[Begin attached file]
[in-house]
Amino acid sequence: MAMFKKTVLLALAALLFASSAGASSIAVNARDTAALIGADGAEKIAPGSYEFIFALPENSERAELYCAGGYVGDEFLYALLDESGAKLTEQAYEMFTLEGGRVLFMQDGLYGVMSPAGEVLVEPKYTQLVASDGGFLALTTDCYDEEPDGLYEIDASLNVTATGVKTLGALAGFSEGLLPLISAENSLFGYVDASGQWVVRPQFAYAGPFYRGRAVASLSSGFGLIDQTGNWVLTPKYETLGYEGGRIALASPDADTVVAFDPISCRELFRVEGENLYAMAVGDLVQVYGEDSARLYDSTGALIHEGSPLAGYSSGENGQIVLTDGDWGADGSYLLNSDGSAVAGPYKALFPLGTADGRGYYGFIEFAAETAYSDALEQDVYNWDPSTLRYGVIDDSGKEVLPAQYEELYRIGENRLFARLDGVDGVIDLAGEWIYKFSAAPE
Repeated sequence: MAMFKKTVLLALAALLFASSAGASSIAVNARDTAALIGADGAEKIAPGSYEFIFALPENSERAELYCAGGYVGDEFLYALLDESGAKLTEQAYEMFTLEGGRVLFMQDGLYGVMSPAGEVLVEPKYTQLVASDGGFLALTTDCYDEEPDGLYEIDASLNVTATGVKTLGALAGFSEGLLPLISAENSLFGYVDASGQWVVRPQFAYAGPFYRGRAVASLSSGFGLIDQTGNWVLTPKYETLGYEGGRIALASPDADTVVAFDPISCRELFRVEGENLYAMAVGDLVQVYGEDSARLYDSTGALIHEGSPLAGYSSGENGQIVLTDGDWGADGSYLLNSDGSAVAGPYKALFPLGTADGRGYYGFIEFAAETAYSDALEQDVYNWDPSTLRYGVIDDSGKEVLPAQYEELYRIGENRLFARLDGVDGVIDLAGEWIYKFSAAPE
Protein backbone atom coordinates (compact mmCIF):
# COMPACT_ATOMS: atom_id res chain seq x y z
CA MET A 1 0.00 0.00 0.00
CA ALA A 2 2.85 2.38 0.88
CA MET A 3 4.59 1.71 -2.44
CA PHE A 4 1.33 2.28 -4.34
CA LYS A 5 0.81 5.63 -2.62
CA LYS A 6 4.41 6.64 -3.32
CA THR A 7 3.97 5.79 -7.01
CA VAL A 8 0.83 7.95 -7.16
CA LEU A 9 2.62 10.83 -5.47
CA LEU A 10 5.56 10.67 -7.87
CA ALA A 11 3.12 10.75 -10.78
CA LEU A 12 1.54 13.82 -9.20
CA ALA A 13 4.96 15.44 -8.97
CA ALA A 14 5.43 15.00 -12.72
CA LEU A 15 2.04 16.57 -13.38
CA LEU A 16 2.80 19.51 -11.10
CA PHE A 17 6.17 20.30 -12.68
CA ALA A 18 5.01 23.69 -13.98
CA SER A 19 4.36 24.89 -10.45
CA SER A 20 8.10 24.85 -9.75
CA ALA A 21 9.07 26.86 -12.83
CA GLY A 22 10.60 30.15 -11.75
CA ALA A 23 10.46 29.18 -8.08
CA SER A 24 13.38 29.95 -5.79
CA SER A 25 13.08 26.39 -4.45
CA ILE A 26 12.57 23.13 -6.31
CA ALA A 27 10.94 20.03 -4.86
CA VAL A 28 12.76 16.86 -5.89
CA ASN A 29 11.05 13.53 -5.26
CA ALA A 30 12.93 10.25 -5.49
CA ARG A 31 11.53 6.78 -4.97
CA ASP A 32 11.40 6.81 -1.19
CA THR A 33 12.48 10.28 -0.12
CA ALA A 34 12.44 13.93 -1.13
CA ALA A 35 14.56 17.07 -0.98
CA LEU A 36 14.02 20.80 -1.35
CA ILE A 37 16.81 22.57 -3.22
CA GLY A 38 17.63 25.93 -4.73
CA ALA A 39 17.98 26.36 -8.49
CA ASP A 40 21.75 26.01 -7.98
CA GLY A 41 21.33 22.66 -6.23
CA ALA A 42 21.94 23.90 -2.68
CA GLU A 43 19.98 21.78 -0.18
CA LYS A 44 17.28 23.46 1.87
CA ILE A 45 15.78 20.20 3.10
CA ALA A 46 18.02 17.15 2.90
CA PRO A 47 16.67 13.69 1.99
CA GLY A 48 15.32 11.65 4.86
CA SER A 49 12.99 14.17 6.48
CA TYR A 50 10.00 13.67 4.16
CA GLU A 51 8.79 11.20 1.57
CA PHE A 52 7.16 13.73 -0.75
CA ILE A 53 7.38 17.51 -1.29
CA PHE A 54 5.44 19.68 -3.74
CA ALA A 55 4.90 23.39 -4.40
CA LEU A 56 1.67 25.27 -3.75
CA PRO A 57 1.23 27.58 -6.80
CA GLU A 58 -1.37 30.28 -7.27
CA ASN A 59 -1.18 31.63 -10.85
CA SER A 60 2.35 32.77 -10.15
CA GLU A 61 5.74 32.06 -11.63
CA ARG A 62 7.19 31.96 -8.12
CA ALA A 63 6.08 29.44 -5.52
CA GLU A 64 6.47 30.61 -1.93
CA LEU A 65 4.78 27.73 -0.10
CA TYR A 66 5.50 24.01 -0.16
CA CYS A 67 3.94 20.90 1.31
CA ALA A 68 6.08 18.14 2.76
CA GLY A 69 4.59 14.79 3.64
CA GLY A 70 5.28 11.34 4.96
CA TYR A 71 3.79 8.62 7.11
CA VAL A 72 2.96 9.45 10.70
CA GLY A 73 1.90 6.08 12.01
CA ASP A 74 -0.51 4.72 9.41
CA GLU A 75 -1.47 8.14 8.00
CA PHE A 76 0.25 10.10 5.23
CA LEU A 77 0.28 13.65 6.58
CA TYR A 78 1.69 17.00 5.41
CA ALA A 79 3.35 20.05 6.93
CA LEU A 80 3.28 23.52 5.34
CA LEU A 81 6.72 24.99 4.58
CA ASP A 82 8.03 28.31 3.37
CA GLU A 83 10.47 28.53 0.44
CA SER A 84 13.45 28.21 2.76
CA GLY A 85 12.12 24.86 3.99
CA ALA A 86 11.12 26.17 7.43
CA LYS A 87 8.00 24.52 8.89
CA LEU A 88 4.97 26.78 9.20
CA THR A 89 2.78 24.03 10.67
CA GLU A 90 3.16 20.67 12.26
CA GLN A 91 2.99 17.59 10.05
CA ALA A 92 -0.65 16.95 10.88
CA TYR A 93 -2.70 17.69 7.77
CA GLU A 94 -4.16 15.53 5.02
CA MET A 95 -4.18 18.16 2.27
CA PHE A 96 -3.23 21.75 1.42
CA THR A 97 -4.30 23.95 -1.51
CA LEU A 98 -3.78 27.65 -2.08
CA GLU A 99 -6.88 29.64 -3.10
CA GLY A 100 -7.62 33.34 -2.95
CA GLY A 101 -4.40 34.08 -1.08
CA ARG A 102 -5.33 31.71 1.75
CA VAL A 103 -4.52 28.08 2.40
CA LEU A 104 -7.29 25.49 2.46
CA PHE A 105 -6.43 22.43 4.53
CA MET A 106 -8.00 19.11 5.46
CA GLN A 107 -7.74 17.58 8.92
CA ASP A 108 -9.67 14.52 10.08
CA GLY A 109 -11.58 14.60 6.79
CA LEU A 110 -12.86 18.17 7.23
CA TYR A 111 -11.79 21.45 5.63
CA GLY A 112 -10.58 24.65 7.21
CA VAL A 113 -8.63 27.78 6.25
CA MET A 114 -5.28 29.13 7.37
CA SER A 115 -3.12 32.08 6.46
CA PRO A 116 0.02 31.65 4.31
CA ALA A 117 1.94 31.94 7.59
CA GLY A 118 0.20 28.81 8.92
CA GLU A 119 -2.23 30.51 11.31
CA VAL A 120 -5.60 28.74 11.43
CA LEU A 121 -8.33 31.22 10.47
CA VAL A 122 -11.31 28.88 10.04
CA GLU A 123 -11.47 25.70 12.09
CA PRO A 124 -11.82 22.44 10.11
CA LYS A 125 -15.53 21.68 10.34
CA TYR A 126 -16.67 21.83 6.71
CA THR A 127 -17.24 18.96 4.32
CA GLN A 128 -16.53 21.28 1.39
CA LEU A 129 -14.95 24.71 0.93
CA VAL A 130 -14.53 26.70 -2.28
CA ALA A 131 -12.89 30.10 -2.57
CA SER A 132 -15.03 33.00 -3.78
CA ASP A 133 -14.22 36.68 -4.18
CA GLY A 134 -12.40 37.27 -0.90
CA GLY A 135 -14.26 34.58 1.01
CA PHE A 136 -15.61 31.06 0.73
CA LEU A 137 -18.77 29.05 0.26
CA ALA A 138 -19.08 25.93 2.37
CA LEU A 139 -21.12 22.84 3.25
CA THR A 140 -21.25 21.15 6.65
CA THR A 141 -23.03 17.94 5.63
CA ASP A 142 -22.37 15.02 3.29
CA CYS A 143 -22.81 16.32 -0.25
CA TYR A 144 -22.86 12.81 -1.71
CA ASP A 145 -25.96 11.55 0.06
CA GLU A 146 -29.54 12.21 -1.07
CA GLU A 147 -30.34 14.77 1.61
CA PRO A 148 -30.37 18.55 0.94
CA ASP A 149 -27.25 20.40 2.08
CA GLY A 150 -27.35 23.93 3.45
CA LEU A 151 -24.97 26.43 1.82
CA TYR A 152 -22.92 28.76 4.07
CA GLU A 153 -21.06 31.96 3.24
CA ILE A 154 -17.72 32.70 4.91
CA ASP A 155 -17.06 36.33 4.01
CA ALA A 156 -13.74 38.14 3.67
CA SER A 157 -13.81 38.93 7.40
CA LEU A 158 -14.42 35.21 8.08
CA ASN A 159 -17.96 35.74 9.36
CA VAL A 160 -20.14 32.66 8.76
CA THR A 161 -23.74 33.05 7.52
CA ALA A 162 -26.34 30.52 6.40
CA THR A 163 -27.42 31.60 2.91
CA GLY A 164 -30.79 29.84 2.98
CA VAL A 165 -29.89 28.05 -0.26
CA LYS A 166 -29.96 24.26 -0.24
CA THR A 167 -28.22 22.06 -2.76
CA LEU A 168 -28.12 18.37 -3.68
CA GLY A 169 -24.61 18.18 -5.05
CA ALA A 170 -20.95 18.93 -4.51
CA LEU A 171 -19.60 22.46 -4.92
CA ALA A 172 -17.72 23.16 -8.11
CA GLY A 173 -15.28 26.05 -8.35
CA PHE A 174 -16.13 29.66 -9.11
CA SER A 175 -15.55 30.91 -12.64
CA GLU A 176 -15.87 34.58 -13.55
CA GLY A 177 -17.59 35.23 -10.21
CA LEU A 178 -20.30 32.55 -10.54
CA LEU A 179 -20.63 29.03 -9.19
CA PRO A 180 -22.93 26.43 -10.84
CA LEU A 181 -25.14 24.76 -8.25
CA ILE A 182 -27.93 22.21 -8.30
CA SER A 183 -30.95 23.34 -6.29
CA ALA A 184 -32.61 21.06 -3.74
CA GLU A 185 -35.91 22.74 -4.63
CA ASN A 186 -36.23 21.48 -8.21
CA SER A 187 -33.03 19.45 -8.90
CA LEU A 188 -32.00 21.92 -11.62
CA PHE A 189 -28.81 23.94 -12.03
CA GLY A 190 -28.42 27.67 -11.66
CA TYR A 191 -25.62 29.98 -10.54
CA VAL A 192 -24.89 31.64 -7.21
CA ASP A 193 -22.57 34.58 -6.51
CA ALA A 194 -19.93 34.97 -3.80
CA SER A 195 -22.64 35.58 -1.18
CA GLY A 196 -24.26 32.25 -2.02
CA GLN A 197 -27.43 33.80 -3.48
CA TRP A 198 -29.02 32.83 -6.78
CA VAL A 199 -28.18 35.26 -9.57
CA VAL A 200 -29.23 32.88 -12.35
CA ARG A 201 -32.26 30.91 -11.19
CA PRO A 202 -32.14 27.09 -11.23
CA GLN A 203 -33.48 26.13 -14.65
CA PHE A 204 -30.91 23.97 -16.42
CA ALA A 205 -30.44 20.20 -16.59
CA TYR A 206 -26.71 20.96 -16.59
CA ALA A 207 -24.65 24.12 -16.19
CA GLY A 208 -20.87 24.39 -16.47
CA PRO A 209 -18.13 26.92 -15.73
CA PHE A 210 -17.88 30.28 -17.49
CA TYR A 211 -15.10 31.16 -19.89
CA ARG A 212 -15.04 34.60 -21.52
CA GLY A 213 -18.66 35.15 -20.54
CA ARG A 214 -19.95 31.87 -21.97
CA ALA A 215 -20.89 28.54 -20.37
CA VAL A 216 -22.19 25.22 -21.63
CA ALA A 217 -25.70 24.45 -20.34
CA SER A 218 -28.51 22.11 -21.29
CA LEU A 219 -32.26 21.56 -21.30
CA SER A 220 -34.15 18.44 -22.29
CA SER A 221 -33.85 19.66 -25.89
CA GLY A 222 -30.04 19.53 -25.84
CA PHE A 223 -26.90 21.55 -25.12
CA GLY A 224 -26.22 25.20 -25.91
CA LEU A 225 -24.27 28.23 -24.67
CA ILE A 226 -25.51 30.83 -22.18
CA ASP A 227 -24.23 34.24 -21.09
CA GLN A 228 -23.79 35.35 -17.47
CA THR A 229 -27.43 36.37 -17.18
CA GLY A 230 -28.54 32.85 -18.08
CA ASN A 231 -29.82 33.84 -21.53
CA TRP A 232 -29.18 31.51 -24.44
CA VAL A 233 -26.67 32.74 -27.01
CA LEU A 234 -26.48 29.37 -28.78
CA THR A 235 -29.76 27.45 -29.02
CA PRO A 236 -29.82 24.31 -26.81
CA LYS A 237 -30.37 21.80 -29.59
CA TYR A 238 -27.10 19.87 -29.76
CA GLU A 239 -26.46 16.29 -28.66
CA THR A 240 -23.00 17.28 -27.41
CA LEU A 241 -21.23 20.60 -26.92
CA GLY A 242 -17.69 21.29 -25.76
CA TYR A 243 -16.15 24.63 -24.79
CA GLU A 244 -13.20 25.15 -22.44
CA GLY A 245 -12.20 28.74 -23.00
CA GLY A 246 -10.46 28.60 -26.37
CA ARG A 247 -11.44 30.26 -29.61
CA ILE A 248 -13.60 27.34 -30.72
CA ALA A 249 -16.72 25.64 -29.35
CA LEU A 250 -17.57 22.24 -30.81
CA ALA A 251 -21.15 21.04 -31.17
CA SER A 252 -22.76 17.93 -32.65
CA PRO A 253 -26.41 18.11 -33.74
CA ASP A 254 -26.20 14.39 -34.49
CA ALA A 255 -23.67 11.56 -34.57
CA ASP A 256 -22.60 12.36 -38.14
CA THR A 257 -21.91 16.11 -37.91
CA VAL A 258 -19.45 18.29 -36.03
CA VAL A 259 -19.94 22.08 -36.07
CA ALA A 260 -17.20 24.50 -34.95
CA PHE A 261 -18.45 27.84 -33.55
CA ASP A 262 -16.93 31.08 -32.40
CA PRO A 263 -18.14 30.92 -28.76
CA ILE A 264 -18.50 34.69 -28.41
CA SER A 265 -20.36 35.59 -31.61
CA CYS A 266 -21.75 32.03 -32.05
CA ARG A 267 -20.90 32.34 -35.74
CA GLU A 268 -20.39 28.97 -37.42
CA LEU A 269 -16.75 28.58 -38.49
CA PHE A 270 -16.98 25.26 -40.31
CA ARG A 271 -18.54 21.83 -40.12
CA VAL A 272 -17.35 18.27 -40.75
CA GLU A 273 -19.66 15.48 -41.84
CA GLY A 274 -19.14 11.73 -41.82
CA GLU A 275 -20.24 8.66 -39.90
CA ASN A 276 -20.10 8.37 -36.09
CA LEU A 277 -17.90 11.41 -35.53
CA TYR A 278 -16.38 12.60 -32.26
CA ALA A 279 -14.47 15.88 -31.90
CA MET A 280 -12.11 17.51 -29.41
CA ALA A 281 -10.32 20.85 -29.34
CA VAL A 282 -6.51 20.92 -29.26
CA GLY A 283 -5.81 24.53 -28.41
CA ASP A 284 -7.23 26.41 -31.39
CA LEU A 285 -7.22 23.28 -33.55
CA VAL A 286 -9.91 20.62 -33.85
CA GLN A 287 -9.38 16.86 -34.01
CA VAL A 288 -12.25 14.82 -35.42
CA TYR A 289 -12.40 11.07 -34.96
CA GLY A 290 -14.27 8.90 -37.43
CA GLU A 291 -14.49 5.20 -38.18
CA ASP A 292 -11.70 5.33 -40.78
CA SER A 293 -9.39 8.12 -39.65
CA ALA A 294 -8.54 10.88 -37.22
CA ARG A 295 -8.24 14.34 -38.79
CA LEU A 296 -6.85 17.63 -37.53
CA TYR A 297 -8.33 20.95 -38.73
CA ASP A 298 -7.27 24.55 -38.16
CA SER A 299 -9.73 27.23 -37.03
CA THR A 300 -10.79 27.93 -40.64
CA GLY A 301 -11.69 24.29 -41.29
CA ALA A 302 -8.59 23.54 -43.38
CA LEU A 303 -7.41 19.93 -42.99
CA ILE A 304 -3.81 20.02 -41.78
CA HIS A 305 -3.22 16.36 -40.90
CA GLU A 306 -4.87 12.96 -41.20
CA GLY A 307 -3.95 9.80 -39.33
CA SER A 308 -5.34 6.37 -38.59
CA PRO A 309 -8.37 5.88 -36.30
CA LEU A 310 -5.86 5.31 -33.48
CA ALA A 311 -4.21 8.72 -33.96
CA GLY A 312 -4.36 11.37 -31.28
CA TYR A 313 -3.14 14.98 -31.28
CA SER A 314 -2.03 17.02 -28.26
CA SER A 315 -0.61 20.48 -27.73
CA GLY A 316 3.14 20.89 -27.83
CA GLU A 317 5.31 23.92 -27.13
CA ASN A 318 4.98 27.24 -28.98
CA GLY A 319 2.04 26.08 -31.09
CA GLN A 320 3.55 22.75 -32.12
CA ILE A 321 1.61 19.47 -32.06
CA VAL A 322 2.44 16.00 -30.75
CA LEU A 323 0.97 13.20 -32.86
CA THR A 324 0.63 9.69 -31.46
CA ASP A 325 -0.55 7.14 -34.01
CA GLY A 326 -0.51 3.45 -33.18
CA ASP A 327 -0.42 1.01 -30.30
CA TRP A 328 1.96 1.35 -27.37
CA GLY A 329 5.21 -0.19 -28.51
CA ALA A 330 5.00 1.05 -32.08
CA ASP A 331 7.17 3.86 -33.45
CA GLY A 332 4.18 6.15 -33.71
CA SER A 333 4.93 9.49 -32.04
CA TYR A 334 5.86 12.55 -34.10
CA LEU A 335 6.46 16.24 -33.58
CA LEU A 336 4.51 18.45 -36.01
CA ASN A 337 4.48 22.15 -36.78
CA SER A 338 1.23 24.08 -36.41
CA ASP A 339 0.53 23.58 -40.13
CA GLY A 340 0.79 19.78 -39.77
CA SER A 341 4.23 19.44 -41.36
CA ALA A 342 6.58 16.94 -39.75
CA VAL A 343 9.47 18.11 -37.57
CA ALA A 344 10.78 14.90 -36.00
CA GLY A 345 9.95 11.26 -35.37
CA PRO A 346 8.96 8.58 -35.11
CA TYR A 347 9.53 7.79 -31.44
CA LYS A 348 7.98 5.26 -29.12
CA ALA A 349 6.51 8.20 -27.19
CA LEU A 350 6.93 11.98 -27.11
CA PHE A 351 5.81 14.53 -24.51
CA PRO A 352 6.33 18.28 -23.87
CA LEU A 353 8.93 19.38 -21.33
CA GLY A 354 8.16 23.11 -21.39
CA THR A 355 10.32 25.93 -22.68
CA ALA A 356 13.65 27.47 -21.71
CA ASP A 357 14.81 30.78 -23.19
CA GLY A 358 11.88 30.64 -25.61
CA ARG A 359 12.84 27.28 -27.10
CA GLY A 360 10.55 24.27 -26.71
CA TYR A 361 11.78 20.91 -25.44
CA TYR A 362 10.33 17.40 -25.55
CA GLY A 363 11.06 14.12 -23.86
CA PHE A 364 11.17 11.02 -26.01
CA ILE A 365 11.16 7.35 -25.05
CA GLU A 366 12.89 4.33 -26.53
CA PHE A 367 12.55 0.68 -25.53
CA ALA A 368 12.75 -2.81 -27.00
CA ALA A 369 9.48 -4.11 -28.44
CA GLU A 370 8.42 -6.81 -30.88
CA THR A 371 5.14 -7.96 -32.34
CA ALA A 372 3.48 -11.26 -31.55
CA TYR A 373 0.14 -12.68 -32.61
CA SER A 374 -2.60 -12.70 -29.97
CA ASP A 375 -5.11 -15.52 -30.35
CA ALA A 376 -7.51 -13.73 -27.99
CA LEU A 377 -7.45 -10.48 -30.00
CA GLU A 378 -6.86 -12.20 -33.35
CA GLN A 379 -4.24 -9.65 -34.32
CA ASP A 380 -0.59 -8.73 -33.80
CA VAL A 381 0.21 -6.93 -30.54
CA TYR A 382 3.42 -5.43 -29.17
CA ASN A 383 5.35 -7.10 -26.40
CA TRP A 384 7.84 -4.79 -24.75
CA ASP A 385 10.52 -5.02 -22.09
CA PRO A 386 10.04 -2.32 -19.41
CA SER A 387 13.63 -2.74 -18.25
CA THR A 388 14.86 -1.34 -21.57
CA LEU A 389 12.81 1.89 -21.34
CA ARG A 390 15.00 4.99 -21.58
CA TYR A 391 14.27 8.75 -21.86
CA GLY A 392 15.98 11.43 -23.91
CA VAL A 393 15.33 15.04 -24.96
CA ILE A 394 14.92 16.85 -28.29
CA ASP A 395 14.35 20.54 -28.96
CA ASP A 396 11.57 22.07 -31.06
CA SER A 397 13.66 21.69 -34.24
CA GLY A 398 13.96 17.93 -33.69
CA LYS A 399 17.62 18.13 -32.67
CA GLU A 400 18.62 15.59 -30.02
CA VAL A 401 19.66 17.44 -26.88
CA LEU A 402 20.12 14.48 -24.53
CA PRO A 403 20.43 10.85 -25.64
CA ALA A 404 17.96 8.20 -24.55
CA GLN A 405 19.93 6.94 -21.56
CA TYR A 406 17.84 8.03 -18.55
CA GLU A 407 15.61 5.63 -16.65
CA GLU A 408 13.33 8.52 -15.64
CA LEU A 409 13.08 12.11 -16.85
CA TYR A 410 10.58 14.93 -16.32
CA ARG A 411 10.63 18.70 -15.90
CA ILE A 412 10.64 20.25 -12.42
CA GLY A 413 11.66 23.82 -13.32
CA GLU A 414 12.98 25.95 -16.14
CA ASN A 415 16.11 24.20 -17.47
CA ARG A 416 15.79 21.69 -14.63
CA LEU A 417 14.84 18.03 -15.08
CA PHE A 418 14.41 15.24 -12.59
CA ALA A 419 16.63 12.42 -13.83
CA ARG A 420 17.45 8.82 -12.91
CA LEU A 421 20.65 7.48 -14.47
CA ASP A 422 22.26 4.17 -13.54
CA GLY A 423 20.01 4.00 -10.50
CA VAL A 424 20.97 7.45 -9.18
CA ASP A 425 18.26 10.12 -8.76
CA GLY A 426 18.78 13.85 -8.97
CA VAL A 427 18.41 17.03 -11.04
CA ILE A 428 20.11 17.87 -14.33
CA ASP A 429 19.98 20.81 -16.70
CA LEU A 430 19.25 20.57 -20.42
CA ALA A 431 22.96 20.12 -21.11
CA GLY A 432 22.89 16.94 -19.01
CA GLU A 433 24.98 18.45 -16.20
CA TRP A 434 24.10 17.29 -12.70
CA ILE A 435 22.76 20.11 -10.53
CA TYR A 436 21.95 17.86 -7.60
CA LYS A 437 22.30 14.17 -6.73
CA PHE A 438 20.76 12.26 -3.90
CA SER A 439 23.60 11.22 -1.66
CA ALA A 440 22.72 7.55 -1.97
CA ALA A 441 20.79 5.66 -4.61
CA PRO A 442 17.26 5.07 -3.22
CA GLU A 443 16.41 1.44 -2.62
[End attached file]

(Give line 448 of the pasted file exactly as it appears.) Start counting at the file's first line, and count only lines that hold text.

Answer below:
CA GLU A 443 16.41 1.44 -2.62